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REGIONAL CULTURAL CONSORTIUMS

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New regional cultural consortiums to champion the role and importance of culture and the creative industries in the...
New regional cultural consortiums to champion the role and importance of culture and the creative industries in the English regions, have been announced by culture secretary Chris Smith.

And the search is on to find the first chairs for each consortium - individuals and organisations up and down the country are invited to put forward names for their local chair.

The consortiums will assist the improved delivery of regional cultural services and draw up a regional cultural strategy feeding into the work of the regional development agency and other organisations in the region. They will also have a role in developing the Lottery distributors' strategies.

Members of the new bodies will be drawn from local authorities, the creative industries and regional agencies, and will encompass the arts, museums, tourism, the built heritage, archives, libraries, sport, film and architecture. It will be open to each RCC to invite people from other sectors to become members in order to reflect the make-up of its region.

Chris Smith said that his plans for the RCCs followed a widespread consultation, and reflected the importance the Government attaches to achieving an inclusive agenda for culture in the regions: 'Culture and creativity are vital to all of us: they are key to our quality of life and also to the success of our economy. We want culture to have a strong voice in the regions, to help ensure that people in all parts of the country have access to the best quality cultural services.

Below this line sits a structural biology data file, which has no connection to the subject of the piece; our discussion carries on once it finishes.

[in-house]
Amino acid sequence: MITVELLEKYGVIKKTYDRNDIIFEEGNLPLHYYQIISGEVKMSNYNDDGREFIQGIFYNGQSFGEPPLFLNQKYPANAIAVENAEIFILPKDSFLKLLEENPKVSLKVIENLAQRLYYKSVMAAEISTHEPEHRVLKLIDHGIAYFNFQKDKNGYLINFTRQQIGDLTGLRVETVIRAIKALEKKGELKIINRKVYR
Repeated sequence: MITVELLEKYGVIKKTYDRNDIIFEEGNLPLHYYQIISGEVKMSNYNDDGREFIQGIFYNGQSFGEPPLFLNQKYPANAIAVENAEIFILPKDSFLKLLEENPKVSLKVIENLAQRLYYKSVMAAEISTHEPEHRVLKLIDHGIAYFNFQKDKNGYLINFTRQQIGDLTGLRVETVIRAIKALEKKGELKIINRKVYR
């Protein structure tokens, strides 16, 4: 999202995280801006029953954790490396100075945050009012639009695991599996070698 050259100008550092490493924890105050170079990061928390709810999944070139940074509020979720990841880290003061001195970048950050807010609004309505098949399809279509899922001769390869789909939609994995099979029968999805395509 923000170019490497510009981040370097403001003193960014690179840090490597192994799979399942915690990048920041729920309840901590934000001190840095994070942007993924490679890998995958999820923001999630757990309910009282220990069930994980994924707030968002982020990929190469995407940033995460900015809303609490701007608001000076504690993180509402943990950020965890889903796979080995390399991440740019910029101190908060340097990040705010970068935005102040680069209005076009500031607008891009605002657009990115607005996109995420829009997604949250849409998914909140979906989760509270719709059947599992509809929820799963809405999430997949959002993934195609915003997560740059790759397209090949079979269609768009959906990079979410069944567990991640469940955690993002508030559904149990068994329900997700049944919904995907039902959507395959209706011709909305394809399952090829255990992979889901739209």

'Cultural and tourism strategies are acknowledged in the guidance for regional development agencies as factors they must take into consideration. The new regional cultural consortiums will play a vital role in making sure that cultural interests receive their due recognition from the other elements of the new regional picture.'

Preparations are now underway to establish the new regional bodies, which are due to come on line later this year. Chris Smith is seeking to appoint the first chairs of the consortiums as soon as possible and is inviting individuals and organisations from each region to put forward names of those who could best represent their region.

Chris Smith continued: 'We want the regions themselves to come forward with candidates for the chairmanship of the new bodies. We are looking for people who are recognised as a significant figure in their region and who are well able to represent and speak for culture in its widest sense'.

Notes

1. The decision to establish regional cultural consortiums was announced in December in A New Cultural Framework.

Nominations for chairs for the new RCCs should be addressed to Colin Burton at the Department for Culture (LRI Division), at the above address.

2. The new consortiums will encourage a joined-up approach to cultural activities throughout the country, building on the foundations already laid by the existing informal Regional Cultural Forums. In the West Midlands, for example, a report is soon to be launched on boosting cultural tourism in the region and a joint campaign, Celebrating Arts, Heritage and Crafts in the Millennium, has been put together drawing in support from local authorities, the Heart of England Tourist Board, West Midlands Arts, the Regional Museums Council, the Local Government Association, the New Millennium Experience Company and European regional funding.

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